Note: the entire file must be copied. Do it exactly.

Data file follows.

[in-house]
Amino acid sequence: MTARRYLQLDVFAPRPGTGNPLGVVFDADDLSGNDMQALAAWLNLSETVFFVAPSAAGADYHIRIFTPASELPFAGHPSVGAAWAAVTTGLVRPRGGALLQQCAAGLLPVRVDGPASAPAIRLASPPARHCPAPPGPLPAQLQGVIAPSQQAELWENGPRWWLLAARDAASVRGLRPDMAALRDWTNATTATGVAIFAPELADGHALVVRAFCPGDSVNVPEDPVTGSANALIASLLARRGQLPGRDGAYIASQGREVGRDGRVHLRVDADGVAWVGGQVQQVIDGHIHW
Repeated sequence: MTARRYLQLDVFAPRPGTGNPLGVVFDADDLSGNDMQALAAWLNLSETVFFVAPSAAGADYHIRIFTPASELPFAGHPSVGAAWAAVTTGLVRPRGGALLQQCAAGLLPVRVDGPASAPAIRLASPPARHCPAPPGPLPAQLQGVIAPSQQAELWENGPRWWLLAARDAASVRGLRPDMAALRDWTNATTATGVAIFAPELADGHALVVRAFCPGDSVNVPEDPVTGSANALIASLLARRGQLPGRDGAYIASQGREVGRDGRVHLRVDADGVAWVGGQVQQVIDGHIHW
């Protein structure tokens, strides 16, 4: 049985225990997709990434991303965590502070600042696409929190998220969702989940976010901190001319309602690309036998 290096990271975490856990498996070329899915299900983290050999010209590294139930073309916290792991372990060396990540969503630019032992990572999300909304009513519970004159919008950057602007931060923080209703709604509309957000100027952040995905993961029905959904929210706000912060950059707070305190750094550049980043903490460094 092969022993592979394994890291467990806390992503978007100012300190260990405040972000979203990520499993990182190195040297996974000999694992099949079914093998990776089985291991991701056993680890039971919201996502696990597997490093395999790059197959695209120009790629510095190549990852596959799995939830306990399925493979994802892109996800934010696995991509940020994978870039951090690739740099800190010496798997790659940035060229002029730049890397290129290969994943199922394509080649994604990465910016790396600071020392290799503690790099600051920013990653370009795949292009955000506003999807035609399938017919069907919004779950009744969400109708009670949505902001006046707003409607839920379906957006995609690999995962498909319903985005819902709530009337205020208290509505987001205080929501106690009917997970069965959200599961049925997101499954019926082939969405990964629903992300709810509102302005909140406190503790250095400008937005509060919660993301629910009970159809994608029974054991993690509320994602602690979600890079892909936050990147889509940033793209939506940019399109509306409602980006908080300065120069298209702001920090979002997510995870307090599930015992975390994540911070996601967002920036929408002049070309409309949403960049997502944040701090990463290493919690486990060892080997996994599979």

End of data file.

[in-house]
Amino acid sequence: MTARRYLQLDVFAPRPGTGNPLGVVFDADDLSGNDMQALAAWLNLSETVFFVAPSAAGADYHIRIFTPASELPFAGHPSVGAAWAAVTTGLVRPRGGALLQQCAAGLLPVRVDGPASAPAIRLASPPARHCPAPPGPLPAQLQGVIAPSQQAELWENGPRWWLLAARDAASVRGLRPDMAALRDWTNATTATGVAIFAPELADGHALVVRAFCPGDSVNVPEDPVTGSANALIASLLARRGQLPGRDGAYIASQGREVGRDGRVHLRVDADGVAWVGGQVQQVIDGHIHW
Repeated sequence: MTARRYLQLDVFAPRPGTGNPLGVVFDADDLSGNDMQALAAWLNLSETVFFVAPSAAGADYHIRIFTPASELPFAGHPSVGAAWAAVTTGLVRPRGGALLQQCAAGLLPVRVDGPASAPAIRLASPPARHCPAPPGPLPAQLQGVIAPSQQAELWENGPRWWLLAARDAASVRGLRPDMAALRDWTNATTATGVAIFAPELADGHALVVRAFCPGDSVNVPEDPVTGSANALIASLLARRGQLPGRDGAYIASQGREVGRDGRVHLRVDADGVAWVGGQVQQVIDGHIHW
């Protein structure tokens, strides 16, 4: 049985225990997709990434991303965590502070600042696409929190998220969702989940976010901190001319309602690309036998 290096990271975490856990498996070329899915299900983290050999010209590294139930073309916290792991372990060396990540969503630019032992990572999300909304009513519970004159919008950057602007931060923080209703709604509309957000100027952040995905993961029905959904929210706000912060950059707070305190750094550049980043903490460094 092969022993592979394994890291467990806390992503978007100012300190260990405040972000979203990520499993990182190195040297996974000999694992099949079914093998990776089985291991991701056993680890039971919201996502696990597997490093395999790059197959695209120009790629510095190549990852596959799995939830306990399925493979994802892109996800934010696995991509940020994978870039951090690739740099800190010496798997790659940035060229002029730049890397290129290969994943199922394509080649994604990465910016790396600071020392290799503690790099600051920013990653370009795949292009955000506003999807035609399938017919069907919004779950009744969400109708009670949505902001006046707003409607839920379906957006995609690999995962498909319903985005819902709530009337205020208290509505987001205080929501106690009917997970069965959200599961049925997101499954019926082939969405990964629903992300709810509102302005909140406190503790250095400008937005509060919660993301629910009970159809994608029974054991993690509320994602602690979600890079892909936050990147889509940033793209939506940019399109509306409602980006908080300065120069298209702001920090979002997510995870307090599930015992975390994540911070996601967002920036929408002049070309409309949403960049997502944040701090990463290493919690486990060892080997996994599979």